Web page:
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International Handbook on the Economics of Corruption, Volume Two

International Handbook on the Economics of Corruption, Volume Two

Elgar original reference

Edited by Susan Rose-Ackerman and Tina Søreide

A companion volume to the International Handbook on the Economics of Corruption published in 2006, the specially commissioned papers in Volume Two present some of the best policy-oriented research in the field. They stress the institutional roots of corruption and include new research on topics ranging from corruption in regulation and procurement to vote buying and private firm payoffs.

Chapter 19: Anti-Corruption Authorities: An Effective Tool to Curb Corruption?

Francesca Recanatini

Subjects: economics and finance, economic crime and corruption, law - academic, corruption and economic crime, law and economics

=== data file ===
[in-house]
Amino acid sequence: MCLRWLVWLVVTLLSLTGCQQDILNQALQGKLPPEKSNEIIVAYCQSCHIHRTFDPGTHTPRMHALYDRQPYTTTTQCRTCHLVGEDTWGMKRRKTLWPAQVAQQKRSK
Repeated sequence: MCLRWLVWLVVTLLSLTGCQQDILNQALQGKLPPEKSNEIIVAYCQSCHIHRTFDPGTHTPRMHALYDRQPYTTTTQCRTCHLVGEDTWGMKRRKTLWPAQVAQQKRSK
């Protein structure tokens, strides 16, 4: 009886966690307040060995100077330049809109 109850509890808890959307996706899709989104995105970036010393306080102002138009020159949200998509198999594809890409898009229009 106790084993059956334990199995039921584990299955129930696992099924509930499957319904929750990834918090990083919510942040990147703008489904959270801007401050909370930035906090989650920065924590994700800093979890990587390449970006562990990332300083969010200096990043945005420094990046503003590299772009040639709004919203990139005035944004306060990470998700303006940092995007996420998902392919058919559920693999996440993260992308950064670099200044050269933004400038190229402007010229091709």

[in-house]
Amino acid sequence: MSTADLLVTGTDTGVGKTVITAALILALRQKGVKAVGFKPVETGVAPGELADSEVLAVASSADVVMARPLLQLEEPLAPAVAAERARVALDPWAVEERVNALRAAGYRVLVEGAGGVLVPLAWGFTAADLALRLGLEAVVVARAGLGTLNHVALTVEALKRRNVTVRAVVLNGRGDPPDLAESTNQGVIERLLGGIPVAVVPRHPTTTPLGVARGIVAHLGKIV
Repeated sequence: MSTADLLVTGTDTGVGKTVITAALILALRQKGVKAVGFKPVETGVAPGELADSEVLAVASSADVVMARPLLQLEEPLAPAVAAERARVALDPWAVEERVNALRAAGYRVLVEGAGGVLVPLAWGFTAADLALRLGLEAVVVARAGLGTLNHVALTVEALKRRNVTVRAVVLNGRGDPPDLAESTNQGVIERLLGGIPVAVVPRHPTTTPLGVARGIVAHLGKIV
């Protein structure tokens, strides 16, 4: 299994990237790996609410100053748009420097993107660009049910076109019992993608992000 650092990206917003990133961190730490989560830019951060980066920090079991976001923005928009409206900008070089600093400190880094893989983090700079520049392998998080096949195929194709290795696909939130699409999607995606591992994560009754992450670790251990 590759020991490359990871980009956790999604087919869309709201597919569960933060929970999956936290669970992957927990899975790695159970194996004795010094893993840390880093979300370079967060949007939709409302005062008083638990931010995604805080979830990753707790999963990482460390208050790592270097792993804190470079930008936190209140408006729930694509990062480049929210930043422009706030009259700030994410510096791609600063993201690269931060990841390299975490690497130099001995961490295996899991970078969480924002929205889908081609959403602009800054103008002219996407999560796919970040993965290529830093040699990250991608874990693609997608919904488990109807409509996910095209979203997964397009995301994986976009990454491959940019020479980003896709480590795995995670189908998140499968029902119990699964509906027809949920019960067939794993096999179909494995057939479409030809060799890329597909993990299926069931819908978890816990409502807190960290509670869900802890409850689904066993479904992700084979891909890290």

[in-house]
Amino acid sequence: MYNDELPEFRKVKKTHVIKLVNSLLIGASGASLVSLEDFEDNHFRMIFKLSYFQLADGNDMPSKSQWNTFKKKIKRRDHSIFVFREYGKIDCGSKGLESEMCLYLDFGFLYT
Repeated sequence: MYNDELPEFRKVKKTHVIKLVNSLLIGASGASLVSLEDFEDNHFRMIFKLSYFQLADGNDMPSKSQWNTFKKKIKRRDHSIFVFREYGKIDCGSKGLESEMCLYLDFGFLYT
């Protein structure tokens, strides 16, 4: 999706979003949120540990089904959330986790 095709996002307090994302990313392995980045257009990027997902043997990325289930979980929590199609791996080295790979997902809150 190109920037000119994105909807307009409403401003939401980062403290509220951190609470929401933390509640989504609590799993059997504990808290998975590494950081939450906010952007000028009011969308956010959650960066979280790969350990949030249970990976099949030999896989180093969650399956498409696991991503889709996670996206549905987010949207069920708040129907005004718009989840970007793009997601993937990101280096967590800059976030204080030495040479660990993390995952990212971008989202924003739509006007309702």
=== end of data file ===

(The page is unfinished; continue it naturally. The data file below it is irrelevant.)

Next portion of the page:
1 Francesca Recanatini 1. Introduction Fighting corruption has become a policy priority for the international development community over the past two decades. Tens of millions of dollars have been spent both multilaterally and bilaterally to understand and address the causes of corruption and poor governance. Extensive reform efforts aimed at reducing and preventing corruption have been launched. The first wave of anti-corruption reforms promoted a narrowly defined approach of ‘fighting corruption by fighting corruption’ – launching ad hoc anti-corruption initiatives and focusing on the introduction of anticorruption laws and regulations (Kaufmann, 2005). This approach, in part because it neglected to address the more fundamental and systematic governance reforms needed in many countries, failed to show significant progress in addressing corruption and forced governments and practitioners to rethink their approach to anti-corruption. The most recent wave of anti-corruption reforms builds on the idea that corruption is a dysfunction of public administration and emerges in the presence of monopoly and discretion, which in turn can be curbed by increasing (public officials’) accountability and (government’s) transparency (Klitgaard, 1988). Thus, reforms have focused on broadly strengthening country institutions, from general public sector reforms (in the areas of public procurement, civil servant management, and revenue administration) to specific initiatives targeted at promoting voice and accountability at the local level by increasing citizens’ access to information and transparency. As part of the first reform wave, practitioners suggested the creation of centralized anti-corruption authorities (ACAs)2 as a policy tool to address corruption more effectively at the country...

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